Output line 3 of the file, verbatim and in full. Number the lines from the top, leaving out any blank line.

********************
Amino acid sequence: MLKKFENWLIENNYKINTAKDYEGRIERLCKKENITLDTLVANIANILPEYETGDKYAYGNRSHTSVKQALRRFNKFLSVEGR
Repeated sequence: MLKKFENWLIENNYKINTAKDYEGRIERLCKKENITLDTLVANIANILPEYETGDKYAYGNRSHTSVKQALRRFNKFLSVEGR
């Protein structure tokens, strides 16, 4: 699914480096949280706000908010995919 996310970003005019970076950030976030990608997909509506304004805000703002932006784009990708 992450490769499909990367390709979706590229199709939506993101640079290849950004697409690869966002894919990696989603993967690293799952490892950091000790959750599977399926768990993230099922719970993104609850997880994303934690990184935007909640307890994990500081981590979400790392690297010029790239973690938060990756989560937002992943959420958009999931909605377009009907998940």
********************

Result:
């Protein structure tokens, strides 16, 4: 699914480096949280706000908010995919 996310970003005019970076950030976030990608997909509506304004805000703002932006784009990708 992450490769499909990367390709979706590229199709939506993101640079290849950004697409690869966002894919990696989603993967690293799952490892950091000790959750599977399926768990993230099922719970993104609850997880994303934690990184935007909640307890994990500081981590979400790392690297010029790239973690938060990756989560937002992943959420958009999931909605377009009907998940």